EXPLORE OUR SELECTION OF CAR PARTS HERE: https://uk.carthrottle.com/pages/car-parts
The traditional driving test is an archaic system that's desperately in need of an update. So with that in mind, here are six driving test techniques that you should forget as soon as you get your license!
Subscribe to Car Throttle: http://bit.ly/CTSubscribe
VISIT OUR SHOP: https://shop.carthrottle.com/
----- Follow Car Throttle -----
Subscribe to Car Throttle: http://bit.ly/CTSubscribe
On our website: http://www.carthrottle.com
On Facebook: http://www.facebook.com/carthrottle
On Twitter: http://www.twitter.com/carthrottle
----- Music by -----
Tom Kent: http://www.tomkentmusic.co.uk
---- Credits ----
“Camilo driving” by rabble
“Learner Driver, Demeka, Ethiopia” by Rod Waddington
“Driving lesson” by qorize
“Motorway Madness” by David Bolton
This is so true. With my driving instructor you got points taken off of you EVER crossed your arms. Other drivers behind us would get so frustrated at how slowly we had to make turns with the “push and pull”. And I literally looked in my mirrors every 10 seconds to MAKE SURE I got points for it on my test, but my instructor STILL told me at the end that I “need to look in my mirrors more” !!! because *he* wasn’t even watching me the whole time!!! AND he’d have to be literally looking *at* my eyes the entire time to see how much I looked in the mirror, SORRY I don’t poke my head out like a pigeon every time to just casually look in my rear view mirror! One good thing my particular instructor taught us though is that you need to match the speed of other drivers on the freeway even if it’s above the speed limit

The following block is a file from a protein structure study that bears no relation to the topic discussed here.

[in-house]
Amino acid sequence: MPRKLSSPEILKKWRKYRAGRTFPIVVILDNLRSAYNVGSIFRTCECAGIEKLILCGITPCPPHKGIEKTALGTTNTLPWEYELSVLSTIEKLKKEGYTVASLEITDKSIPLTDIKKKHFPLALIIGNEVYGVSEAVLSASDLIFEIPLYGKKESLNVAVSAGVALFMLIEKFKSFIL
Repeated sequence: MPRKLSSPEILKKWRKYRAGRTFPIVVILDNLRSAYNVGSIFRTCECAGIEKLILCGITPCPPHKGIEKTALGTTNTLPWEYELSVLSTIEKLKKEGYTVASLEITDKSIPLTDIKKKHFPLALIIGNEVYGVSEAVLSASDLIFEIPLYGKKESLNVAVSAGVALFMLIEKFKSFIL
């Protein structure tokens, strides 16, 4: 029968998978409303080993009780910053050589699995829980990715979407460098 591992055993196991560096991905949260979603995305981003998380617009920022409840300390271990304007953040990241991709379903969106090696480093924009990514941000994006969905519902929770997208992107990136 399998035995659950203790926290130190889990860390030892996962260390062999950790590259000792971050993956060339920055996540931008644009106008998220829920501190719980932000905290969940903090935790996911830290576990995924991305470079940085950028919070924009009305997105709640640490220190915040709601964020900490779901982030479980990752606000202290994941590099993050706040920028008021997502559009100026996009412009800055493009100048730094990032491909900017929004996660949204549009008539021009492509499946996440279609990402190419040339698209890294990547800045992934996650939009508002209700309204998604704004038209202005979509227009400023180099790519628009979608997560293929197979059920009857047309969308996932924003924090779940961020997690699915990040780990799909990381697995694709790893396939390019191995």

agreed with most even tho some of them(1, 2, 3) arent thought to people here. the whole "look at this, that and the other mirror" is particularly stupid since it takes way too much time and actually following the stuff happening around u is far more effective. i somehow didn't manage to run anyone over even tho i never check mirrors in the way its presented here. also, drivers should also be thought to accelerate to the actual freaking speed limit. i feel like drivng below 80% of the speed limit should be a reason to fail.